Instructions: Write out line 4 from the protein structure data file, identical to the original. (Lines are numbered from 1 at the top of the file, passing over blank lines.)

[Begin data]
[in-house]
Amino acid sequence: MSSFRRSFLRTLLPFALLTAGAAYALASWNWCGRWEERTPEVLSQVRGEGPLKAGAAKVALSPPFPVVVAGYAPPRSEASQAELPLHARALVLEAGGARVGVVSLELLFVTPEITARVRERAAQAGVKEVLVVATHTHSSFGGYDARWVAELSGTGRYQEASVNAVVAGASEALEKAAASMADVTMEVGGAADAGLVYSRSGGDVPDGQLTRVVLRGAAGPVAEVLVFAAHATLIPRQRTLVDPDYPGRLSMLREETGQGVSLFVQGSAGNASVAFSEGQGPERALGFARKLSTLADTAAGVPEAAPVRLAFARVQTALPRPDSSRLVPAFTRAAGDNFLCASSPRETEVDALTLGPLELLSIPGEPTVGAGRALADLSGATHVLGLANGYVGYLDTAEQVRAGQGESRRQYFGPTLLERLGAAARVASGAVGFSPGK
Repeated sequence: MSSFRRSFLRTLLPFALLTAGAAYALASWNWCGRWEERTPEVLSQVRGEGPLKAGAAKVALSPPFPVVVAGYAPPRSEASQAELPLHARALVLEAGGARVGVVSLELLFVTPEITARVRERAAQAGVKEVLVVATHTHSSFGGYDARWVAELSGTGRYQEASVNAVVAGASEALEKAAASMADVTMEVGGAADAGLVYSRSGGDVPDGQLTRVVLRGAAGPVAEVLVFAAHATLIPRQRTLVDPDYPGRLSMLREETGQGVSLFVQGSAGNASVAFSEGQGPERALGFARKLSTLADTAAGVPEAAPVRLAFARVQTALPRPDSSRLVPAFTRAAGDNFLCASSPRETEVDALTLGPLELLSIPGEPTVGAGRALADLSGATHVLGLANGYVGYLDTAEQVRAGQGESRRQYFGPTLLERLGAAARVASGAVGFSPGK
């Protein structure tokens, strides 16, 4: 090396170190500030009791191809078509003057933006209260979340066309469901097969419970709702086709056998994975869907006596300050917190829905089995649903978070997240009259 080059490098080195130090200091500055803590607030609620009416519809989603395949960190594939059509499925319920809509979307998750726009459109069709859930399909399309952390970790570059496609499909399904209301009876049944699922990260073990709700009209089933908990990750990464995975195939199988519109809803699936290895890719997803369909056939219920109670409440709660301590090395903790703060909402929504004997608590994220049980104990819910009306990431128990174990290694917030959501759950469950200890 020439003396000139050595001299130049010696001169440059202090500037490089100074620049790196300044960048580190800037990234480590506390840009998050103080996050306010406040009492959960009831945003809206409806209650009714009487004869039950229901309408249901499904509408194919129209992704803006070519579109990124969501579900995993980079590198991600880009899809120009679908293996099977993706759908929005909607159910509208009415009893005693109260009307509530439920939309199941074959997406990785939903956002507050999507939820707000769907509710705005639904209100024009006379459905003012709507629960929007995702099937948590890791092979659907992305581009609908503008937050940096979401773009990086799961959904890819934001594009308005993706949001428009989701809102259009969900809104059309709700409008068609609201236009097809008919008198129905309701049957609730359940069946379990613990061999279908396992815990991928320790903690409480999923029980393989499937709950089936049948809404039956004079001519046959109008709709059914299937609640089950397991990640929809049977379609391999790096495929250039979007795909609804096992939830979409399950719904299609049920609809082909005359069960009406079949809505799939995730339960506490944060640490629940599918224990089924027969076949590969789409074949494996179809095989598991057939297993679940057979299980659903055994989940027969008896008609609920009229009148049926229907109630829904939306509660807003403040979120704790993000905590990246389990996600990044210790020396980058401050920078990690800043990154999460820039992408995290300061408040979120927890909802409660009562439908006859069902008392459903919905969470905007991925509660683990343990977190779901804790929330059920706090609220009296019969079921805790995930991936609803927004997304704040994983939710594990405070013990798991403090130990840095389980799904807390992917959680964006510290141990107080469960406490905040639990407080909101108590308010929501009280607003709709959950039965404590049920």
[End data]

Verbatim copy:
């Protein structure tokens, strides 16, 4: 090396170190500030009791191809078509003057933006209260979340066309469901097969419970709702086709056998994975869907006596300050917190829905089995649903978070997240009259 080059490098080195130090200091500055803590607030609620009416519809989603395949960190594939059509499925319920809509979307998750726009459109069709859930399909399309952390970790570059496609499909399904209301009876049944699922990260073990709700009209089933908990990750990464995975195939199988519109809803699936290895890719997803369909056939219920109670409440709660301590090395903790703060909402929504004997608590994220049980104990819910009306990431128990174990290694917030959501759950469950200890 020439003396000139050595001299130049010696001169440059202090500037490089100074620049790196300044960048580190800037990234480590506390840009998050103080996050306010406040009492959960009831945003809206409806209650009714009487004869039950229901309408249901499904509408194919129209992704803006070519579109990124969501579900995993980079590198991600880009899809120009679908293996099977993706759908929005909607159910509208009415009893005693109260009307509530439920939309199941074959997406990785939903956002507050999507939820707000769907509710705005639904209100024009006379459905003012709507629960929007995702099937948590890791092979659907992305581009609908503008937050940096979401773009990086799961959904890819934001594009308005993706949001428009989701809102259009969900809104059309709700409008068609609201236009097809008919008198129905309701049957609730359940069946379990613990061999279908396992815990991928320790903690409480999923029980393989499937709950089936049948809404039956004079001519046959109008709709059914299937609640089950397991990640929809049977379609391999790096495929250039979007795909609804096992939830979409399950719904299609049920609809082909005359069960009406079949809505799939995730339960506490944060640490629940599918224990089924027969076949590969789409074949494996179809095989598991057939297993679940057979299980659903055994989940027969008896008609609920009229009148049926229907109630829904939306509660807003403040979120704790993000905590990246389990996600990044210790020396980058401050920078990690800043990154999460820039992408995290300061408040979120927890909802409660009562439908006859069902008392459903919905969470905007991925509660683990343990977190779901804790929330059920706090609220009296019969079921805790995930991936609803927004997304704040994983939710594990405070013990798991403090130990840095389980799904807390992917959680964006510290141990107080469960406490905040639990407080909101108590308010929501009280607003709709959950039965404590049920």